Yeast is a living organism. It is logical to assume that its action may be inhibited or undermined if subjected to freezing temperatures of around -18°C. The reality, however, is somewhat different. Cold temperatures have two effects on the yeast cell: at temperatures below + 10°C, its metabolism is slowed, which explains why Lesaffre generally recommends, with regard to the storage of fresh yeast, that yeast bread be ideally kept at a temperature between + 2 and + 4°C.
At temperatures of between – 2 and – 3°C, the cold preserves the yeast intact, but has no impact on its vitality. It is therefore possible to freeze fresh yeast, but once defrosted, it must be used within 24 hours. Beyond this time, it undergoes autolysis.
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Observation under a microscope shows that when freezing a yeast cell, the first phenomenon to occur is the transformation of liquid water into solid water. The ice crystal formation process is accompanied by a migration of the salts and alcohol produced during fermentation to the outer level of the cell. This increases the osmotic pressure and results in the haemolysis of the most fragile cells. Hence the merits of controlling the start-up of fermentation as much as possible and avoiding the use of rapid yeasts.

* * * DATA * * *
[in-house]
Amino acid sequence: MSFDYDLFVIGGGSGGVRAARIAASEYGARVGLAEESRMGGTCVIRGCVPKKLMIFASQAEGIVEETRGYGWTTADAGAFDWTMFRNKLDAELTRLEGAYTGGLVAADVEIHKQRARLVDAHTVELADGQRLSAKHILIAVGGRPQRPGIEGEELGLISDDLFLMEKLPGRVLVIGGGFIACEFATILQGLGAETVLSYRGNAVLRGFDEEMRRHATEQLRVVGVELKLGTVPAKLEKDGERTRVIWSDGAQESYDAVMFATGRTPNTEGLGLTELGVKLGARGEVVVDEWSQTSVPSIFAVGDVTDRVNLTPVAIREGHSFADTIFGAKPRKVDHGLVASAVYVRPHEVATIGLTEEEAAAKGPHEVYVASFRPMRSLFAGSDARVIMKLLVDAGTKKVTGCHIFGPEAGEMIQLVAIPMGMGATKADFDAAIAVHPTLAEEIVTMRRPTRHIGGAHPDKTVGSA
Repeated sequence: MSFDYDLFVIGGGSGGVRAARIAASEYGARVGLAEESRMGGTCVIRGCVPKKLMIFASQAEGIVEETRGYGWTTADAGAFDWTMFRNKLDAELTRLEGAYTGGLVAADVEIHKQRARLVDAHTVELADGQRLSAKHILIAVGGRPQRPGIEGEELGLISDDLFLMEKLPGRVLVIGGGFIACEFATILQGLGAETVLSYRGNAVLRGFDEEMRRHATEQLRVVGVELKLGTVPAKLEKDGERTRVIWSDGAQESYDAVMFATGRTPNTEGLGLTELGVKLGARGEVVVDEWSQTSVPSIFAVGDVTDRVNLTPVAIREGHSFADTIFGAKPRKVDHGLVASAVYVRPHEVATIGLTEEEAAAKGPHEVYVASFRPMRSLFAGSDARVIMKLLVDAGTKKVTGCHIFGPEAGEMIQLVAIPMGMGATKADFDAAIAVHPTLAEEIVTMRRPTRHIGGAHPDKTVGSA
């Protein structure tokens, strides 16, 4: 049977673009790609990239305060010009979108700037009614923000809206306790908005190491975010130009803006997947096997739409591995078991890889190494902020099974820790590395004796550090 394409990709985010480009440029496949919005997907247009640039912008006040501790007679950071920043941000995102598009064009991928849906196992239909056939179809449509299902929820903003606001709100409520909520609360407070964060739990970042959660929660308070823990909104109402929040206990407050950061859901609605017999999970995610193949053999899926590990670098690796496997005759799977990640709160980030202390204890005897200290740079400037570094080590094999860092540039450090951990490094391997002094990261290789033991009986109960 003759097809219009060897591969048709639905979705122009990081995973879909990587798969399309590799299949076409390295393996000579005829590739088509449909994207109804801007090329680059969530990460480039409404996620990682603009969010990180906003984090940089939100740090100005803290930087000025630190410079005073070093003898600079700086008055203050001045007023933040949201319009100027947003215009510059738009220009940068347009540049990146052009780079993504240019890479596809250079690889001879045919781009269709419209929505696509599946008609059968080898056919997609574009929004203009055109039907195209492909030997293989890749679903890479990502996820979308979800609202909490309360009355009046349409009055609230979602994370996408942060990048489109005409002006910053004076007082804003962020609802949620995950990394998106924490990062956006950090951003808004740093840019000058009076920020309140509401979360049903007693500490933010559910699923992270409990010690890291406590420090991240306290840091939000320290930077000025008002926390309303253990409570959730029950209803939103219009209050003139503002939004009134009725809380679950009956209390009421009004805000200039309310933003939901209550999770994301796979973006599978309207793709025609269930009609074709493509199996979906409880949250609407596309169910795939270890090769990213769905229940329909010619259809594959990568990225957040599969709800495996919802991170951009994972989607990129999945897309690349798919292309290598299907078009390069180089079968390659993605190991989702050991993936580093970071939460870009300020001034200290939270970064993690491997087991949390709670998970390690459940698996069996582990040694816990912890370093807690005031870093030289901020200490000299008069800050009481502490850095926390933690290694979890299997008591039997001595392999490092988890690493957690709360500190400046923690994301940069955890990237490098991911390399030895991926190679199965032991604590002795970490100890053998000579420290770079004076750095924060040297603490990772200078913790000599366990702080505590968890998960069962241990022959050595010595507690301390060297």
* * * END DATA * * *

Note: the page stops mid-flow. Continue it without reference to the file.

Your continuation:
Moreover, during negative cold temperature storage, yeast cells consume their sugar reserves (trehalose and glycogen). These are not then available in sufficient amounts to enable a rapid fermentation start-up following defrosting during final proofing. In order to guarantee good stability of its yeast on freezing, Lesaffre takes care to produce yeasts with a maximum amount of sugar and a low cell budding rate.